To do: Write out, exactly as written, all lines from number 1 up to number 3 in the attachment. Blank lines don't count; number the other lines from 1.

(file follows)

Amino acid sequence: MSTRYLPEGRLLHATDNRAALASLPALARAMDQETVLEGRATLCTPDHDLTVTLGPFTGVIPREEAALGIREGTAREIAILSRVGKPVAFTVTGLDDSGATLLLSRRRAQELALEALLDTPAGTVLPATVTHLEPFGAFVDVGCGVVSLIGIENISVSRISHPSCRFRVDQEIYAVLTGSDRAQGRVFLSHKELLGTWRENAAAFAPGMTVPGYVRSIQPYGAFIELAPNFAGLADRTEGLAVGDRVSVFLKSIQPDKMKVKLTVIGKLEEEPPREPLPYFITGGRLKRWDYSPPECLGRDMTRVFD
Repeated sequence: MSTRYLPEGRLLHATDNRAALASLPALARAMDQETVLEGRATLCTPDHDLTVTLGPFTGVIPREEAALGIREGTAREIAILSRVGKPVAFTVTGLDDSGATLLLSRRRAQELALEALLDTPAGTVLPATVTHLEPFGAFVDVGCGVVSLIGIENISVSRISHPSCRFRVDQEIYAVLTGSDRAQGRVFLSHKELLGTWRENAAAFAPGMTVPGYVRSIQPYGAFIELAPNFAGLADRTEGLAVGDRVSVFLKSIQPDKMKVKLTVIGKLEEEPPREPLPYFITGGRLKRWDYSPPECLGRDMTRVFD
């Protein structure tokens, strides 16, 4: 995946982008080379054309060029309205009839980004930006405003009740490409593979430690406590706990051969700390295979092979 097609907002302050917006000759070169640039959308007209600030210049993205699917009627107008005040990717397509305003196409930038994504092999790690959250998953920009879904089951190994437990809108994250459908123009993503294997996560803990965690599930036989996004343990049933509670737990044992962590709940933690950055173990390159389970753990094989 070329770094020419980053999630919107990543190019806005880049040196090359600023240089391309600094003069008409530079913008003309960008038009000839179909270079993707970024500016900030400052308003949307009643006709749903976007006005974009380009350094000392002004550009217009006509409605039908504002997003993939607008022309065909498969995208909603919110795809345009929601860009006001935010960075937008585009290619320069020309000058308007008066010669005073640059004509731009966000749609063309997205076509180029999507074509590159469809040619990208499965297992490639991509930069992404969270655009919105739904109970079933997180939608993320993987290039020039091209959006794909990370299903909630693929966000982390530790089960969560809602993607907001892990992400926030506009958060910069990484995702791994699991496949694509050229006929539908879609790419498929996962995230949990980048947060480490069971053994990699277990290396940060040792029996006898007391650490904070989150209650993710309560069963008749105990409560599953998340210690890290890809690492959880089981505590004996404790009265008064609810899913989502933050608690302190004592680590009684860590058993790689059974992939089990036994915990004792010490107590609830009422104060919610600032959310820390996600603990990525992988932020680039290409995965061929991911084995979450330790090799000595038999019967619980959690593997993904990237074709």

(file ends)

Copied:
Amino acid sequence: MSTRYLPEGRLLHATDNRAALASLPALARAMDQETVLEGRATLCTPDHDLTVTLGPFTGVIPREEAALGIREGTAREIAILSRVGKPVAFTVTGLDDSGATLLLSRRRAQELALEALLDTPAGTVLPATVTHLEPFGAFVDVGCGVVSLIGIENISVSRISHPSCRFRVDQEIYAVLTGSDRAQGRVFLSHKELLGTWRENAAAFAPGMTVPGYVRSIQPYGAFIELAPNFAGLADRTEGLAVGDRVSVFLKSIQPDKMKVKLTVIGKLEEEPPREPLPYFITGGRLKRWDYSPPECLGRDMTRVFD
Repeated sequence: MSTRYLPEGRLLHATDNRAALASLPALARAMDQETVLEGRATLCTPDHDLTVTLGPFTGVIPREEAALGIREGTAREIAILSRVGKPVAFTVTGLDDSGATLLLSRRRAQELALEALLDTPAGTVLPATVTHLEPFGAFVDVGCGVVSLIGIENISVSRISHPSCRFRVDQEIYAVLTGSDRAQGRVFLSHKELLGTWRENAAAFAPGMTVPGYVRSIQPYGAFIELAPNFAGLADRTEGLAVGDRVSVFLKSIQPDKMKVKLTVIGKLEEEPPREPLPYFITGGRLKRWDYSPPECLGRDMTRVFD
């Protein structure tokens, strides 16, 4: 995946982008080379054309060029309205009839980004930006405003009740490409593979430690406590706990051969700390295979092979 097609907002302050917006000759070169640039959308007209600030210049993205699917009627107008005040990717397509305003196409930038994504092999790690959250998953920009879904089951190994437990809108994250459908123009993503294997996560803990965690599930036989996004343990049933509670737990044992962590709940933690950055173990390159389970753990094989 070329770094020419980053999630919107990543190019806005880049040196090359600023240089391309600094003069008409530079913008003309960008038009000839179909270079993707970024500016900030400052308003949307009643006709749903976007006005974009380009350094000392002004550009217009006509409605039908504002997003993939607008022309065909498969995208909603919110795809345009929601860009006001935010960075937008585009290619320069020309000058308007008066010669005073640059004509731009966000749609063309997205076509180029999507074509590159469809040619990208499965297992490639991509930069992404969270655009919105739904109970079933997180939608993320993987290039020039091209959006794909990370299903909630693929966000982390530790089960969560809602993607907001892990992400926030506009958060910069990484995702791994699991496949694509050229006929539908879609790419498929996962995230949990980048947060480490069971053994990699277990290396940060040792029996006898007391650490904070989150209650993710309560069963008749105990409560599953998340210690890290890809690492959880089981505590004996404790009265008064609810899913989502933050608690302190004592680590009684860590058993790689059974992939089990036994915990004792010490107590609830009422104060919610600032959310820390996600603990990525992988932020680039290409995965061929991911084995979450330790090799000595038999019967619980959690593997993904990237074709």